The 80 Mile Drive

Mile One. What just happened? It feels a little surreal. A lot surreal, actually. I can still turn around. Get off at the next exit and make my way back to the apartment. But I’ve always been stubborn so I won’t don’t. Regret will set in a few miles later.

I drive in silence. No music, not even the hum of the air conditioner. Just the engine, the tires against the road, and me. It’s not such a cliché that people say they do their best thinking when they are driving. It’s easy to get lost amongst your own thoughts and the silence that only a long drive alone can bring you.

I’ll blame my tearing eyes on the bright, setting sun, not the ache that I’ve felt in my heart, in my stomach, since I left. An array of pinks and oranges – it’s such a happy sunset to be seen on such an unhappy day.

Mile 20. I reminisce. I’m playing all of our songs. I’m thinking back. The Palace of Fine Arts and our first kiss. Vivace and our first date. All those times I would visit you on base. Squeezing into a twin bed with our bodies pressed up against each other. Moving into the apartment. Loving the spaciousness of a queen-size bed, but nevertheless we would still sleep pressed up against each other. I can still turn around. But the stubbornness has yet to dissolve.

I’m angry. I’m sad. But I know that this entire situation is of my own doing. This is my fault. But isn’t that the hardest thing? Acknowledging that we are the problem. We strive for perfection constantly, but we rarely accept that perfection is an impossibility. The flaws are the guarantee. A 100% guarantee. It’s funny – I haven’t cried that much since I started driving. But I think I’ve gotten pretty good at that. Actually controlling when I will allow myself to cry. The past taught me that once I start crying, it’s incredibly difficult for me to stop – so why start in the first place? I guess I should have told you that. It’s not that I’m heartless or that I don’t want to show emotion. It’s that my first heartbreak taught me that hurting that much and crying that hard does not change the situation.

But God, you are miles above him. My first heartbreak. You deserve to see me cry, see me emotional in all the glory that it is, you deserve all of me. It’s hard – when we have our first real love – the one that stirs something so deep in our core and changes our whole sense of self – we tend to give everything to that other person. That’s exactly what I had done. And when it ended, I was changed. I was guarded, unsure, distrusting, and like the many heartbroken before me – thinking I would never find a love like that again.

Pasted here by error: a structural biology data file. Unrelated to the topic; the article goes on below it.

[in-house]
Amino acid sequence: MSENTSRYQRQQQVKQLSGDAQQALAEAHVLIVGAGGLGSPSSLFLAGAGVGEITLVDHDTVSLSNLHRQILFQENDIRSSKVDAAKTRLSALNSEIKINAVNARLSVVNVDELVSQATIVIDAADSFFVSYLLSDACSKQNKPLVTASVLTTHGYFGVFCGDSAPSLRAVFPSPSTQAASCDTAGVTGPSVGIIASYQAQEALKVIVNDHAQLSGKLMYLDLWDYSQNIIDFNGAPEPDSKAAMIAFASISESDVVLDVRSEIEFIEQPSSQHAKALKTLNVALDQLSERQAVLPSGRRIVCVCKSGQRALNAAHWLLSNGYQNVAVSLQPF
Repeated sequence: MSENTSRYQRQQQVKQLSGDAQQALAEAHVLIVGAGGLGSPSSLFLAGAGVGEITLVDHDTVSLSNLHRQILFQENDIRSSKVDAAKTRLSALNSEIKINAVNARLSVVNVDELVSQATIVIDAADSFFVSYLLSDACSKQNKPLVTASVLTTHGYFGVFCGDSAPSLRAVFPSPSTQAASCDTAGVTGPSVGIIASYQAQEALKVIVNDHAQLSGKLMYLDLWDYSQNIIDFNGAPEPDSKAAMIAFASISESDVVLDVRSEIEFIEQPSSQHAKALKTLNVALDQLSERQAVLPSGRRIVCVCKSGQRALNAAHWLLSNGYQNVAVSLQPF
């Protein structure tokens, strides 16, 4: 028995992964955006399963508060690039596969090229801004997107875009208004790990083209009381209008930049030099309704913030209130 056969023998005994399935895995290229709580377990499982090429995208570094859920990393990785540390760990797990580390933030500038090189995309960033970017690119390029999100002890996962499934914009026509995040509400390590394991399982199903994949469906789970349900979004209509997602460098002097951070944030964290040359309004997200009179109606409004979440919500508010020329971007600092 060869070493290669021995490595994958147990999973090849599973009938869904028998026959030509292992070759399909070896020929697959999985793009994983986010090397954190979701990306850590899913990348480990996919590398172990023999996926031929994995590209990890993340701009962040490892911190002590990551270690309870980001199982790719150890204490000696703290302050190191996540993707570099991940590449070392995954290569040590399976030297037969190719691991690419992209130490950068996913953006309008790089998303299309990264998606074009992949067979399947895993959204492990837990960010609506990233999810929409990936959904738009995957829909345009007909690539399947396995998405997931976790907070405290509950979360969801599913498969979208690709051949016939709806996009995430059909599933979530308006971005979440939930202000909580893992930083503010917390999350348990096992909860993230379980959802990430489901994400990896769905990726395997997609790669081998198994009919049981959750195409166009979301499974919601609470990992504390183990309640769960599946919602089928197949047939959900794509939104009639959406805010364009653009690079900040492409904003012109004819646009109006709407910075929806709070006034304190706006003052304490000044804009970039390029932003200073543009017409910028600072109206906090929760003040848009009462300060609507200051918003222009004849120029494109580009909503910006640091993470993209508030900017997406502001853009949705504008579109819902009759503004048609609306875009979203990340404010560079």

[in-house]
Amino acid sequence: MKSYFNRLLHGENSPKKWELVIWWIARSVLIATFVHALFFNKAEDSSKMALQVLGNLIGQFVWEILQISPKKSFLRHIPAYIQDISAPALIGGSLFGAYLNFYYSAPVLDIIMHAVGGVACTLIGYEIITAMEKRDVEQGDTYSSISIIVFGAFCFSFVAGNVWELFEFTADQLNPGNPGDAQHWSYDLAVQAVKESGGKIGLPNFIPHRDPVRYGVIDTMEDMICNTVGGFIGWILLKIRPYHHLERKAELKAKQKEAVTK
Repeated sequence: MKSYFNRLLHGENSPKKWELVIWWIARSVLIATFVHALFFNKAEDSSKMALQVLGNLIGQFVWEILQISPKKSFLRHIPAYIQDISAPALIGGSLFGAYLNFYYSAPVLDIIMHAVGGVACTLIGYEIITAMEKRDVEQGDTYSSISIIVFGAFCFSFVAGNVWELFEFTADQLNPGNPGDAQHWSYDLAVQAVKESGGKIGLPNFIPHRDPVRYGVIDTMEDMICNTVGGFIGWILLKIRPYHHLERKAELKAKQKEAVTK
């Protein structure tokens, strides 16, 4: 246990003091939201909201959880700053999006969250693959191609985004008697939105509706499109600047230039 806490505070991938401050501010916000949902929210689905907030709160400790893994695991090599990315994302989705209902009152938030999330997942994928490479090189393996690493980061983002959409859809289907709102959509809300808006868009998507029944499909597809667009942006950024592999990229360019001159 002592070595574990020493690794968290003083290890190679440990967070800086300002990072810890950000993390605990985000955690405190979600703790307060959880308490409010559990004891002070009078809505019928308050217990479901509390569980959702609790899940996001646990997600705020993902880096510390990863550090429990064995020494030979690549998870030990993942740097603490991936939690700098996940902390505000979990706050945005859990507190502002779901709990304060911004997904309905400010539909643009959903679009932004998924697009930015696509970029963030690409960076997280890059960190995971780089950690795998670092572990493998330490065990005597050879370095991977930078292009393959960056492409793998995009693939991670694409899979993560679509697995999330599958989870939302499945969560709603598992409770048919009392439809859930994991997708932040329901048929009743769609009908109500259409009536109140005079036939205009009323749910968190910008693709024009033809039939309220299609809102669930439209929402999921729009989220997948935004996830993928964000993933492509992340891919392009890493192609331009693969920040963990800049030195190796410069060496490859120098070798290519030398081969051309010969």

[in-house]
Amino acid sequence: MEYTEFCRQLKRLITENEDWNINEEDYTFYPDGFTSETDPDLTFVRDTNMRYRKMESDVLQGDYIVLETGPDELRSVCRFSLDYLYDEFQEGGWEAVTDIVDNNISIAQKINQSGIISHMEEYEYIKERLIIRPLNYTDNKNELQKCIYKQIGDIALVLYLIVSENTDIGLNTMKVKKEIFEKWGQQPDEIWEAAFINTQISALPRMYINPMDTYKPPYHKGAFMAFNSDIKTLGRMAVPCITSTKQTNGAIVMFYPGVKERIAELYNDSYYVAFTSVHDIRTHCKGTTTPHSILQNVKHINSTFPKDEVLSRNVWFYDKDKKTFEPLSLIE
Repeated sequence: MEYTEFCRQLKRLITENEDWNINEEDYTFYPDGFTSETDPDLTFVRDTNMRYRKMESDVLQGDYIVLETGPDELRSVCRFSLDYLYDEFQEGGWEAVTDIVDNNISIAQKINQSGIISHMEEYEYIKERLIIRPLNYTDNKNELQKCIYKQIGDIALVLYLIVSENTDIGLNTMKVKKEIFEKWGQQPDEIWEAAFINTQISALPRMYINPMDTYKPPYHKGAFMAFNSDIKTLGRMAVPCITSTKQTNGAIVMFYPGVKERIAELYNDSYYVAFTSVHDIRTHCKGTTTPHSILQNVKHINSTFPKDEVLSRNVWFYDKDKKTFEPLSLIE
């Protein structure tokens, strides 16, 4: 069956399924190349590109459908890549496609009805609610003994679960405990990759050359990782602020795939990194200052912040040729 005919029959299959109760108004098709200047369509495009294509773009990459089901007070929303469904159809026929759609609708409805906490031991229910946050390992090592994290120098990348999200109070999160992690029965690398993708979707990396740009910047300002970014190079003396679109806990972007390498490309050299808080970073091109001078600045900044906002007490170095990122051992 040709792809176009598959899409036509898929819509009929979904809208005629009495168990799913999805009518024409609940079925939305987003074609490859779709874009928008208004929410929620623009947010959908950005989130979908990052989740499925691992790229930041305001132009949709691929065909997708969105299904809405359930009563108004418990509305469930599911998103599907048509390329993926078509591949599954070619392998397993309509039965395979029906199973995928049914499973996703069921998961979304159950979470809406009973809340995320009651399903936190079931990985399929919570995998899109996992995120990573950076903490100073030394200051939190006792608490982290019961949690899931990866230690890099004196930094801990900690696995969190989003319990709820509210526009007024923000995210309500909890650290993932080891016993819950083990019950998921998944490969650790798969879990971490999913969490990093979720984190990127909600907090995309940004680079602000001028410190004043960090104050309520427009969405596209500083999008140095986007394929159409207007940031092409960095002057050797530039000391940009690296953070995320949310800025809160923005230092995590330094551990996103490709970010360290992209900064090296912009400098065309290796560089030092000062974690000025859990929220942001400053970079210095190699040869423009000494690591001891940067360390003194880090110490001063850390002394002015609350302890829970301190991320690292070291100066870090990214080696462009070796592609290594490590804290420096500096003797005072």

And it’s true. I have never found a love like that again. I have found something better. I feel a genuine sense of love and happiness with you. But the headlights on the highway bring me back from my reverie, and I remember that I messed up.

Mile 42. This is my fault. Fix it, Sam. Fix it. Call him. Apologize. Why can’t you ever just apologize? Why are you so stubborn? He loves you. You love him. But I don’t call. I keep driving.

Mile 45. There was a story I wanted to tell you when you came home from work that morning. I just remembered it. Because only you would appreciate it. For the last two miles on my run this morning, I kept smelling freshly baked chocolate chip cookies. And I was going to tell you how ironic it was that I would smell that as we had plans to bake some when you came home. I find myself smiling for a second, reaching for my phone, forgetting why I’m actually doing this drive in the first place. It’s amazing how some thoughts grab hold of you so hard that you forget the present moment. The pain stopped for just a second. All because of a mundane story about cookies. But I share so many “mundane” stories with you. Because you let me. Because you listen. And because you truly value what I have to say. You’re wonderful. I’m the bitch here, let’s not forget.

Mile 60. Just a little farther to go. I start to think that maybe letting you go is best for you. I have always thought that you are a much better person that I could ever hope to be, and it’s true. So maybe letting you go is the best way for you to be happy. So you can find someone better. I know you’ll disagree. I can hear your voice now, listing off all of my good qualities. You have never let any of my flaws get to you. You’re just unreal. That’s what I’ve decided. You’re unreal. Literally too good to be true.

The final miles stretch out, and I almost don’t want this drive to end. Because once it’s over, so are we. I know once the car stops, I won’t have the chance to turn around, and I know my stubborn ass self – no matter how much regret I’m feeling – won’t get back in the car. At least not tonight.

Mile 79. I’m thinking about the love that you and I have. Maybe that’s the most unreal thing. How much I love you. And how, through it all, you love me in spite of the craziness I put you through. Isn’t that worth fighting for? We are worth fighting for, right? Us. How could I let that go? All that’s left for me at mile 80 are tears and guilt. When all you need for things to be okay again is an apology. An apology. I can do that. Because I love you. Always. So I turn the car around.


  1. That was an incredible read! True story? Loved it!!!

    • True story. 🙂 And thank you! I’ve learned a lot in the relationship I currently am in – I definitely need to be less stubborn. 😛

      • Well sometimes it is good to hold your ground! 🙂 But I liked how you realized you’d be more unhappy without him in the end. You did a wonderful job of putting into words what many people have felt at some point!

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